Riga seemed the opposite: its Old Town was gorgeous and largely unpackaged, with real people living in it, framed by a lovely Art Nouveau central district. If Vilnius, the capital of Lithuania, was still refining its style, and Tallinn had rushed and succumbed, Riga was in a sweet spot. Large enough to feel cosmopolitan, but compact enough to be walkable, it had world-class design, food, and lodging at half the cost of Western Europe; an English-speaking population eager to try new things; and a singular combination of outside influences (Nordic, Slavic, Germanic). This charm did not end at the city limits. The size of West Virginia, with a population smaller than Brooklyn’s, Latvia has an exceptionally fertile countryside whose lakes, rivers, and forests have supplied seasonal treasure for centuries: sorrel, chanterelles, cloudberries, zander, roe deer. It’s also where traditional Latvian culture retreated for safekeeping during the Soviet occupation. And Riga is largely without traffic, so you can find yourself flitting past pines and birches in 20 minutes.
Late one night during my 2016 visit, I strolled past the canal that wends between Old Town and the central district. Night kayakers were splitting the water, and despite the October chill, multigenerational gatherings filled the lit-up outdoor cafés lining the banks. Old Town sparkled quietly behind me. A boy was trying very hard on a wooden xylophone, his older brother whispering encouragements from the curb. When I threw a euro into the boy’s hat, he lit up so hard he forgot to keep playing.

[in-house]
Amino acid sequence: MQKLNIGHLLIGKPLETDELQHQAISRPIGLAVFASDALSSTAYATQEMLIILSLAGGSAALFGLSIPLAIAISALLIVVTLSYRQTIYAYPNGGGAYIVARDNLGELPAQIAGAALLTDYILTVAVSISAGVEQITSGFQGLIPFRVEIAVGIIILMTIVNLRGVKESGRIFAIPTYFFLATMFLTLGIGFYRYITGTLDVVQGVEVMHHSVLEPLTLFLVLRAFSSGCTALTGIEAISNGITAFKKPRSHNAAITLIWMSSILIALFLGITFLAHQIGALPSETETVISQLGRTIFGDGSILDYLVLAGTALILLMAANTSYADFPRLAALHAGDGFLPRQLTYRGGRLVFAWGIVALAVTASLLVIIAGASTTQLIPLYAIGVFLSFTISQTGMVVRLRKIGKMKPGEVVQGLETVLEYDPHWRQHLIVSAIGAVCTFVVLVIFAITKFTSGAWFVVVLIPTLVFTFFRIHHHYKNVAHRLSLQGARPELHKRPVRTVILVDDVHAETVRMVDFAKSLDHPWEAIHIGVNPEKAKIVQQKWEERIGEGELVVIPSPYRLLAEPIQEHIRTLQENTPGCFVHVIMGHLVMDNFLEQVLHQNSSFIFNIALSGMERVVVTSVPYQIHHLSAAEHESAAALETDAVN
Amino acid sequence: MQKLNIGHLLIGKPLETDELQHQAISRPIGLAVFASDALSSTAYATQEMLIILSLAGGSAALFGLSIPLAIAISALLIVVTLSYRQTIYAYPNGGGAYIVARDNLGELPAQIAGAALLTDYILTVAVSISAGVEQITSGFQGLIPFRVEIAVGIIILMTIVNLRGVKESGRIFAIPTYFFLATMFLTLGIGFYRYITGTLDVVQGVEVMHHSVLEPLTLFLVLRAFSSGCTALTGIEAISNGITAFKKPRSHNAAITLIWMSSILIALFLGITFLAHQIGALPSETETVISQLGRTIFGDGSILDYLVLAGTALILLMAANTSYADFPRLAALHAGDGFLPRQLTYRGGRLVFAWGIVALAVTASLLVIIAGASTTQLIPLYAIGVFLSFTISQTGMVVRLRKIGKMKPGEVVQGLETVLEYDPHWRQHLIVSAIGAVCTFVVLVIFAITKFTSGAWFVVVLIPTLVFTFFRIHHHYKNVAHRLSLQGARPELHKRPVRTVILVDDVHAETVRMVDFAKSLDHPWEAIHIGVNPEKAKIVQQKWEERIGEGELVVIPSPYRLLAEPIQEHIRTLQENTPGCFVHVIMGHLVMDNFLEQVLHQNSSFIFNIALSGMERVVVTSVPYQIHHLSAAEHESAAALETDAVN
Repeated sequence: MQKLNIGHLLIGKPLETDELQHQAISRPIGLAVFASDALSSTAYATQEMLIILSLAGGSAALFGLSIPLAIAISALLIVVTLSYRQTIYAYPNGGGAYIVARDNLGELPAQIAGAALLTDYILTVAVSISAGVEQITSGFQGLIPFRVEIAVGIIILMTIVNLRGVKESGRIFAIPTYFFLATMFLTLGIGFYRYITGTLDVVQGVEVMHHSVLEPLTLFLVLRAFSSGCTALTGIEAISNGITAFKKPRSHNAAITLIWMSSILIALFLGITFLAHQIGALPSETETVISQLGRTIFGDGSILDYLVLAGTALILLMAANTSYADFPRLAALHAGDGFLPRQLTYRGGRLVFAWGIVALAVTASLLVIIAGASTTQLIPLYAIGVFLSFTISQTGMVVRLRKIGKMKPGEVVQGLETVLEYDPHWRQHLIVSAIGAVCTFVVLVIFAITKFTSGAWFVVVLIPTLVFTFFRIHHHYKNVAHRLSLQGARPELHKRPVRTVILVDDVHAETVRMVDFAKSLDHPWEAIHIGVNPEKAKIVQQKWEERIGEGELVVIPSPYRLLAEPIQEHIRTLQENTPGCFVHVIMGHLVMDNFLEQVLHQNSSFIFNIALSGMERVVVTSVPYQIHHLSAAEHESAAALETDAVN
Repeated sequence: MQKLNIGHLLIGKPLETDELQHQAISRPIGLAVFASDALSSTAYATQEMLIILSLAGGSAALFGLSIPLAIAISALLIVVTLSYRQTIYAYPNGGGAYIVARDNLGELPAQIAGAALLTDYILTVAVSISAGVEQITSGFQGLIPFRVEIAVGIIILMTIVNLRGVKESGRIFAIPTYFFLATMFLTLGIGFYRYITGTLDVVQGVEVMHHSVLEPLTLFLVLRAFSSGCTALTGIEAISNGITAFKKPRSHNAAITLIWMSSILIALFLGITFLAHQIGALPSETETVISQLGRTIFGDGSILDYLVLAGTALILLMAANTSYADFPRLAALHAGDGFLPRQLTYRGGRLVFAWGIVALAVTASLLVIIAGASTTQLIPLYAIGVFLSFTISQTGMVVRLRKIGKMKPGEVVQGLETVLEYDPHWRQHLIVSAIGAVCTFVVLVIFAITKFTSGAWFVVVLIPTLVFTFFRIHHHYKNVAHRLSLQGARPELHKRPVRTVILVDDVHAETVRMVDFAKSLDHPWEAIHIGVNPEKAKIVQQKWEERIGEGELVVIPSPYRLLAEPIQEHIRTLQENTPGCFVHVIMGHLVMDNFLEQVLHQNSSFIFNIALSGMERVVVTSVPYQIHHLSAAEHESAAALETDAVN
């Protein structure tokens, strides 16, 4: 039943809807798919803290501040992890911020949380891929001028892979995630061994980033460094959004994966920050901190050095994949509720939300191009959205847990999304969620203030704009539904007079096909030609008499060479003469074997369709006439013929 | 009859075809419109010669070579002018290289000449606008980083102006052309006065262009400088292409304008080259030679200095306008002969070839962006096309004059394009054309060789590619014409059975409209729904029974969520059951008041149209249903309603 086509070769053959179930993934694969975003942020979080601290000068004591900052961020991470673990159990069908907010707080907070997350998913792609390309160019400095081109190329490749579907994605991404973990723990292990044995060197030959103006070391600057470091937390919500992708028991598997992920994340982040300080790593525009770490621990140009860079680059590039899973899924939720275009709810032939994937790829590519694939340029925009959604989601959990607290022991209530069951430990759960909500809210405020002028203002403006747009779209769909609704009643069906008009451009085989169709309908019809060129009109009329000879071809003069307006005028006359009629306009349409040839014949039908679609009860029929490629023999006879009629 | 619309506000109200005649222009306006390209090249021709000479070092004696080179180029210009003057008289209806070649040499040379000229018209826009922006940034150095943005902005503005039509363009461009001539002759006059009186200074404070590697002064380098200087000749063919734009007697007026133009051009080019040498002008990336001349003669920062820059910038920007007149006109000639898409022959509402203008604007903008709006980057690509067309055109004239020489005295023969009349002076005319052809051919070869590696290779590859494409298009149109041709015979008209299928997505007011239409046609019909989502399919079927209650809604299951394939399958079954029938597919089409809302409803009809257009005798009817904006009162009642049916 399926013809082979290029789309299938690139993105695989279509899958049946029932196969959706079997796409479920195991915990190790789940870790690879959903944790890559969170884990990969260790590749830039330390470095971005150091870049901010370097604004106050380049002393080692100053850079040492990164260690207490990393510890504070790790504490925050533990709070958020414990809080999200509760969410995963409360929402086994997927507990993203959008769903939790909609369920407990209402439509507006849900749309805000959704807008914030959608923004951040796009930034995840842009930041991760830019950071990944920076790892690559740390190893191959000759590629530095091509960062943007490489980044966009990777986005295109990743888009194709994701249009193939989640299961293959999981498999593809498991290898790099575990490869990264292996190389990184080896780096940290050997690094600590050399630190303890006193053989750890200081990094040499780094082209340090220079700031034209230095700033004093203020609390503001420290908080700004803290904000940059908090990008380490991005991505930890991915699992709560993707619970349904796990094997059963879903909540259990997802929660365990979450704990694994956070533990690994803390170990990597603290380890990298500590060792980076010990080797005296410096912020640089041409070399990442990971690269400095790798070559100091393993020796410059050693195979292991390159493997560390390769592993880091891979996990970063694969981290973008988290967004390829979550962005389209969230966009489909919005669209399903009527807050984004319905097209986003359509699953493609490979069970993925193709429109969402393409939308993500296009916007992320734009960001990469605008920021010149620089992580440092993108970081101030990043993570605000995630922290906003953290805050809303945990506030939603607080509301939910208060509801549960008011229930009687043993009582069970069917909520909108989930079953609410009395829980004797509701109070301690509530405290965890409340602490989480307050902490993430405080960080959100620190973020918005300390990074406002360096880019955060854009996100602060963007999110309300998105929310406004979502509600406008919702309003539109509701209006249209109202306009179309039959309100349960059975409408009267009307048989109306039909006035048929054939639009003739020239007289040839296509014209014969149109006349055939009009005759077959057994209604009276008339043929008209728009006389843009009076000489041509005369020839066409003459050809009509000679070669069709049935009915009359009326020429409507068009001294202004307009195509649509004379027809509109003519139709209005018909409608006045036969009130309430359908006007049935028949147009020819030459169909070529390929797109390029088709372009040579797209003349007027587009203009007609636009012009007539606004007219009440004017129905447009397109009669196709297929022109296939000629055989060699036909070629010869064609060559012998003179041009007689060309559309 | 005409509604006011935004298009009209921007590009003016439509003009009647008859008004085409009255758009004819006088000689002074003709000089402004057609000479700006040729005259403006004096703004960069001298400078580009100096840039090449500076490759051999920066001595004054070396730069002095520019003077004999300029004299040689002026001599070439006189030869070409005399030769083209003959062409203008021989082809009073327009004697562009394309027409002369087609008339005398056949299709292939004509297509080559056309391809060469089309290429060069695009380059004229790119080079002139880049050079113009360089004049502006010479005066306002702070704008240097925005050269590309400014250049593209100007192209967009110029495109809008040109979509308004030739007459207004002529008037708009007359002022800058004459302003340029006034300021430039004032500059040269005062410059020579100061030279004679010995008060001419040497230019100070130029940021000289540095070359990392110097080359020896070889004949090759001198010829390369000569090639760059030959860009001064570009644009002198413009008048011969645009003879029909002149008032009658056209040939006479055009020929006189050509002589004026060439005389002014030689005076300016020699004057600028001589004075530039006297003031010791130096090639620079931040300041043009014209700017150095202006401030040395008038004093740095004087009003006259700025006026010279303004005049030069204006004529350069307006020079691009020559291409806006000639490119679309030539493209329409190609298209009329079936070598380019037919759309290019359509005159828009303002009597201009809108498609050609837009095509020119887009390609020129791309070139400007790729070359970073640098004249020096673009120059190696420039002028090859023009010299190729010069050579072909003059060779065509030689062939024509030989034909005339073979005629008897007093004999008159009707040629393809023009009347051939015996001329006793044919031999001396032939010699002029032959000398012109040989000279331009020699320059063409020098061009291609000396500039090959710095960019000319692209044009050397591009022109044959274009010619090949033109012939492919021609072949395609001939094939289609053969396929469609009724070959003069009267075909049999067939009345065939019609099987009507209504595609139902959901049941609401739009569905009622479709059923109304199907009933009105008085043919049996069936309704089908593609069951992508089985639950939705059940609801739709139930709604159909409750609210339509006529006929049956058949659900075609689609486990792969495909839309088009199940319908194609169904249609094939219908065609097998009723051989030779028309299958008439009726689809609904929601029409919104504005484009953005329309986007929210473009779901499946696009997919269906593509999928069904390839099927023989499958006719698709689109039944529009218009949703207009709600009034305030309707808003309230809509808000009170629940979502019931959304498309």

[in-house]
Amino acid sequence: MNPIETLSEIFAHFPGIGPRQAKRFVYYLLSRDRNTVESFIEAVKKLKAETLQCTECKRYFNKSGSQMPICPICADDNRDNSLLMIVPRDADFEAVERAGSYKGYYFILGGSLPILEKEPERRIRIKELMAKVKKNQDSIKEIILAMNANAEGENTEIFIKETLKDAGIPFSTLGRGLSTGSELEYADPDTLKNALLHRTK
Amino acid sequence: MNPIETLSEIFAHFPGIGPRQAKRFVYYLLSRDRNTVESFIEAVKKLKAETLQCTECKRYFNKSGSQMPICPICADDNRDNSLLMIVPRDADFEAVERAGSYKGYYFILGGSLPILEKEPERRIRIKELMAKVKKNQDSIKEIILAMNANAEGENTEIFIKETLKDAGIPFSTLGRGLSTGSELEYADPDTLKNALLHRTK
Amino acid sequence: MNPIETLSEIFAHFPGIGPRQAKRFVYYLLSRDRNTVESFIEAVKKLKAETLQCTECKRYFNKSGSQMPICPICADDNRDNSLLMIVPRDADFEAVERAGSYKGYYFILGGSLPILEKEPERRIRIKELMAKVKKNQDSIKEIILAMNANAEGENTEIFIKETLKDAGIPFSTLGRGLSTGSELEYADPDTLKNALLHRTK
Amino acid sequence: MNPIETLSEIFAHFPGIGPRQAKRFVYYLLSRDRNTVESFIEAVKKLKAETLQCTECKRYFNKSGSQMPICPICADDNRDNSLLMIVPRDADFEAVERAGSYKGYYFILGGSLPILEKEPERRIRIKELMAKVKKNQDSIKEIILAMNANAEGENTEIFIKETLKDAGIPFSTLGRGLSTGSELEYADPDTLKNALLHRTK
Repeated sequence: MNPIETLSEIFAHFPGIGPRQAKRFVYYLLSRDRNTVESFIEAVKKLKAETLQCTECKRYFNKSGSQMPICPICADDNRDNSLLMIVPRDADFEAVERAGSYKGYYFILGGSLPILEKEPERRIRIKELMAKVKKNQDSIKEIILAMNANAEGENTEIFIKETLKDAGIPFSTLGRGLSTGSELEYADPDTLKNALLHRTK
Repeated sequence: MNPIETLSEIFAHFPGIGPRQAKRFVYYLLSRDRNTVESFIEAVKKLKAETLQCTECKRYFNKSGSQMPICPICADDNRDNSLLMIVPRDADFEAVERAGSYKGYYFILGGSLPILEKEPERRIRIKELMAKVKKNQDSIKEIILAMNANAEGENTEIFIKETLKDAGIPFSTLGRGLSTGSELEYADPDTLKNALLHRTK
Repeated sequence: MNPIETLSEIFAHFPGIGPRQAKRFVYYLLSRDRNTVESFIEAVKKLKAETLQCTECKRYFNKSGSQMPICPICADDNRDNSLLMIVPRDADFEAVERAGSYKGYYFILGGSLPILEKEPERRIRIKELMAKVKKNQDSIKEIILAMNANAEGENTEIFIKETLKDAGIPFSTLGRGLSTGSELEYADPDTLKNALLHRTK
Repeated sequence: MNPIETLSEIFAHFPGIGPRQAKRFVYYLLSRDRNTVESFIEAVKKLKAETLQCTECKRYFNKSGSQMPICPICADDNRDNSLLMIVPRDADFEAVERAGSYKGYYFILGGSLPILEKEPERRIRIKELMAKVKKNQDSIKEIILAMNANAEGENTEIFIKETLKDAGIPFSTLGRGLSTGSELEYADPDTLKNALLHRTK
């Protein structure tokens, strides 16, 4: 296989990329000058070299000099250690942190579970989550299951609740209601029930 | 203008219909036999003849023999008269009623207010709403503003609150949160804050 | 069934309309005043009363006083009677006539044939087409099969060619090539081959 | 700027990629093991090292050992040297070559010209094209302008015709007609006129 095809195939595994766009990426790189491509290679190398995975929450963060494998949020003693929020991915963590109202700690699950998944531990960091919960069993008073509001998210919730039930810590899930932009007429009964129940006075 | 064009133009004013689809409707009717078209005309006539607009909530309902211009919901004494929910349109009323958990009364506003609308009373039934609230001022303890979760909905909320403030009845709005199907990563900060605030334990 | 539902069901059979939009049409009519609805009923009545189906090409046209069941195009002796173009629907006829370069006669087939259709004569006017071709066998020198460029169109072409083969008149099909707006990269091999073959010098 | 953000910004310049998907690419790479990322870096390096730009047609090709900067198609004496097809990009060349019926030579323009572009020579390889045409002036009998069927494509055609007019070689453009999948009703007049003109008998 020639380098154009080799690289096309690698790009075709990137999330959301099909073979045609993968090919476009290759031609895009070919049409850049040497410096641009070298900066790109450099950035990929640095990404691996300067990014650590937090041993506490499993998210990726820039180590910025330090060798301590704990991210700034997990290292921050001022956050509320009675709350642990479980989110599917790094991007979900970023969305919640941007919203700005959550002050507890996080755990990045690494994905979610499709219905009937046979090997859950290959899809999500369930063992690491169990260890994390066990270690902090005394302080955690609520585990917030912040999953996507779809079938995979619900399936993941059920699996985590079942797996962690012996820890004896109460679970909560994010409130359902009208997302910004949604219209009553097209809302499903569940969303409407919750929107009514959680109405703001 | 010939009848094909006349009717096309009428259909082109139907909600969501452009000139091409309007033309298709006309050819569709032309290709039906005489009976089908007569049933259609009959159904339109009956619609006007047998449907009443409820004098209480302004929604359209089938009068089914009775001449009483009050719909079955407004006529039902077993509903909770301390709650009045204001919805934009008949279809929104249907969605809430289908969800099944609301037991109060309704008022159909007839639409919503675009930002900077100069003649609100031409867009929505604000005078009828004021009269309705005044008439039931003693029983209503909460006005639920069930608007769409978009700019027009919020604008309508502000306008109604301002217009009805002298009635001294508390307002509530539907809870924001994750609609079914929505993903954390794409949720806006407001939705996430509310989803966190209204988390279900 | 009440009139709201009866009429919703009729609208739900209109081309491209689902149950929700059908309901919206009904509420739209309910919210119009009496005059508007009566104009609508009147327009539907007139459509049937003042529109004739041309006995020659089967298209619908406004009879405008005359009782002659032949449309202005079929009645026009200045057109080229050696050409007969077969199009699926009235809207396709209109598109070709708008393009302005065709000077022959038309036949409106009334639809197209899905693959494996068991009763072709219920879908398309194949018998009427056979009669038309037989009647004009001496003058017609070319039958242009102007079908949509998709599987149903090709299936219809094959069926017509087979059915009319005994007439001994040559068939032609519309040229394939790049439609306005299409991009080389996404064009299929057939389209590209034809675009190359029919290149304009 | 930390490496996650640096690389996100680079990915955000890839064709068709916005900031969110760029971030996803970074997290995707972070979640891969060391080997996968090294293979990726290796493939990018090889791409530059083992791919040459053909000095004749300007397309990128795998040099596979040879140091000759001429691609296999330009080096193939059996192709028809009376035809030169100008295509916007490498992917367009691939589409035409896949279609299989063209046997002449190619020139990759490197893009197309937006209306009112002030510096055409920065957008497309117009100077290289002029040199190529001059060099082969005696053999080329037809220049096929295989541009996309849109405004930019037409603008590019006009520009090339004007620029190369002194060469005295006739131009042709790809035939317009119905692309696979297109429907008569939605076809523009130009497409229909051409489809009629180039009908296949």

Since leaving the Soviet Union for New York in 1988, I’d been looking for a way to reconnect with my past, without success. Belarus remained Soviet in all but name, but I wasn’t Soviet any more. Moscow had become Western in many ways, many less than savory. I’d more or less given up. As I stood in front of that boy, it occurred to me that I was feeling the right angle in Riga: Slavic enough, Western enough, but unglobalized and uncopied. Latvia’s sweet spot was mine, too. I made plans to return, this time with Jessica. I wanted to see what an American would make of it. She’d never been east or north of Berlin.